Story of a Shy Networker :

33, 34, 35, 36….counting the tiles on floor Peter slowly continued to successfully remain unnoticed. The muffled sounds of people around him chatting, connecting and exchanging business cards are unable to drown the loud thumping of his heart.

The glass of water that he finished an hour back is still in his hands as he needs something to direct all his anxiety to. He looked at the watch for the 22nd time realizing he hasn’t spoken a word in last eighteen minutes – since talking to the nice lady serving water.

After attending several Networking events like this one since diving into the world of entrepreneurship a few months ago, Peter has mastered the skill of being in a room crammed with people and still avoiding any substantial conversation. “Thirty more minutes and then I will be out of here”, he thought. He has very comfortably been able to always pin the fact that he gets zero leads from Networking events, on how boring and pointless these events are; but his business partner keeps on insisting on the importance of attending Networking events – so here he was.

Peter scanned the room again. There must be at least 250 people in here, he estimates. Carefully avoiding meeting anyone’s eye, he looked around and started walking towards one of the event booths which seems to have attracted a lot of crowd. Perhaps they are serving cookies! I am famished, he thinks.

Peter is knowledgeable and competent at what he does. When a potential client comes to him, he does make a good pitch with relative ease. However Networking is not his forte. He knows that can’t chat with strangers to sell himself, make connections or refer business. The excuses that he keeps on giving to himself, among others are that, Networking is a lot of work, he has no time, he is too new, he is good at what he does and that he will find clients some other way that doesn’t involve talking to strangers.

But Is there another way? And aren’t most clients strangers at first?

A big cheerful laughter that erupted from a group of people few feet away from him broke his line of thought. He hesitated and then tentatively moved closer to catch the engaging conversation the group seems to be engrossed it. That is when he noticed Bob.

Not him again, Peter thought. Bob is a star networker and a friend of one of Peter’s clients. Bob had tried to pull Peter into conversations at the last couple of events which had made Peter very uncomfortable. Both times Peter was able to cut it short, once by scurrying away faking an urgent phone call and another time nodding along until someone else took away Bob’s attention.

Here was Bob, once again, sharing a funny story from one of his fishing trips. Everyone was gathering around like moths to a flame.

“How does he do this?” Peter thought. “Doesn’t he feel scared that people wouldn’t like the story or worse, him? Or will start walking away mid-sentence? How does he know when to say what, and who to? How does he find energy to talk to total strangers who might be judging him, thinking he is pompous or talks too much?” Quietly, shaking his head Peter started to walk away from the power group which seemed to have gotten double in size now.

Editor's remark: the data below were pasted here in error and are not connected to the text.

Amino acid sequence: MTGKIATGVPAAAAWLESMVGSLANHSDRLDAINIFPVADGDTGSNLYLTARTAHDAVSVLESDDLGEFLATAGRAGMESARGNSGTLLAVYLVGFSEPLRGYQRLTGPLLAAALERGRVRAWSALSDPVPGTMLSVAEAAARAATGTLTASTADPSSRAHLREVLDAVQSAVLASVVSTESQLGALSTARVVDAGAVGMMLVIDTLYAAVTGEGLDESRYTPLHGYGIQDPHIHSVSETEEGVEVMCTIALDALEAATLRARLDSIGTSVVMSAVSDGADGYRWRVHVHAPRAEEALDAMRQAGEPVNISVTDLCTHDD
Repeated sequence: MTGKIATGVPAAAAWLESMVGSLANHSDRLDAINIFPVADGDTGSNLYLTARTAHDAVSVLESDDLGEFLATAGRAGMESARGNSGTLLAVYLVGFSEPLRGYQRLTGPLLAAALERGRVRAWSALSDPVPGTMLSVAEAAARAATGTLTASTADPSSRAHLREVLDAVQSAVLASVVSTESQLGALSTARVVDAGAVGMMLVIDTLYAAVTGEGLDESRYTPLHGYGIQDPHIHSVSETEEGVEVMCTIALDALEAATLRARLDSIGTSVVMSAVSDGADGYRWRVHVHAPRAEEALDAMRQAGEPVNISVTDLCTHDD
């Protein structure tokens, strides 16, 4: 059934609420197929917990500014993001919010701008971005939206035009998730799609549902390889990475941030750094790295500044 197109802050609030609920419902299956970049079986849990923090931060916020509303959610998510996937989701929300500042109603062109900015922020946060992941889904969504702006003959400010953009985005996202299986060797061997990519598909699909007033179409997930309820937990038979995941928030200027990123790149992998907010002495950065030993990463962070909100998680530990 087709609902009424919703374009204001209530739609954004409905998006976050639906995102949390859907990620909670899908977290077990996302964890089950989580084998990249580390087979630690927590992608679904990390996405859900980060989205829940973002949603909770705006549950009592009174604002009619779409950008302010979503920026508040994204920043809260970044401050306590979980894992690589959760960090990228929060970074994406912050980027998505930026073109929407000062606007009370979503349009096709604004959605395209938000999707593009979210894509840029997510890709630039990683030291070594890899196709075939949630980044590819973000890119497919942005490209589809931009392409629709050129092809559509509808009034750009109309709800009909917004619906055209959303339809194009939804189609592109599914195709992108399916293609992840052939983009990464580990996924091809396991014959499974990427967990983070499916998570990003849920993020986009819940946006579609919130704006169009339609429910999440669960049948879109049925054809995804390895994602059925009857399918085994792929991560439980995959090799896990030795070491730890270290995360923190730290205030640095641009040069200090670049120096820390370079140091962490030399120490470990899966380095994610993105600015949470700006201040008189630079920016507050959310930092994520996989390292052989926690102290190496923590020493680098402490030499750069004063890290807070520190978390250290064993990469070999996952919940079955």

“Hey, Peter?” He stopped dead in his tracks. Horror hit him as he realized Bob has seen him and was gesturing for Peter to join them. Thirty-five pairs of keen, smiling eyes are now on Peter. “Strangers!” He feels dizzy and breaks into a sweat. He exhales through his mouth and starts walking towards Bob.

Bob greeted Peter with a firm hand shake never breaking the eye contact and after exchanging a quick hello puts his arm around Peter’s shoulders and turned towards the crowd. He paused for a couple of seconds and then addressed the crowd “I would like you all to meet my good friend Peter. He helped a mutual friend with his website and IT set up and he hasn’t been happier. If you are looking for some help in that area I strongly recommend that you talk to Peter.”

He gestured a tall gentleman “Paul, wasn’t your partner looking for someone to take a look at your website.” Paul stepped forward and shook Peter’s hands. Two more attendees who had similar needs walked up to them. Peter couldn’t believe what just happened.

This is the part Peter is good at; he has an audience who wants to hear about what he has to offer. He narrated his well-rehearsed pitch which ended with a lunch appointment where they will continue to discuss doing business further.

Peter got his first lead from a Networking Event!

In the world of Networking there are many Peters and there are many Bobs. Who are you? Peter or Bob? We all have at some point or the other experienced anxiety, concerns or doubts like Peter. While everyone may not be a Bob from the word go, following skills can be learned.

Here are some quick tips on how to step out in the world of Networking and become successful.

  • Be out there and get talking: Networking Events, Seminars, Trade Shows, one on one meeting – attend whatever you can. Many of these events are free or very affordable to attend. Unless you are an established retail brand where customers just walk in, you will need to do the walking.
  • Focus: Don’t try to meet everyone at an event. The aim shouldn’t just be for everyone to simply have your business card. Focus on few people at each event and have quality conversations with them.
  • Build relationships: Have follow up conversations with the people you want to develop relationship with. Build trust first, business will follow.
  • Fake it till you be it: You don’t need to be confident to look confident. Just act full of poise and speak up and before you know it you will be it.
  • Learn continuously: Be up-to-date on your services and industry. But also know that you can’t know everything. If faced with such a question promise to find out the answer and keep that promise.

Happy Networking!

By: Naureen Punjani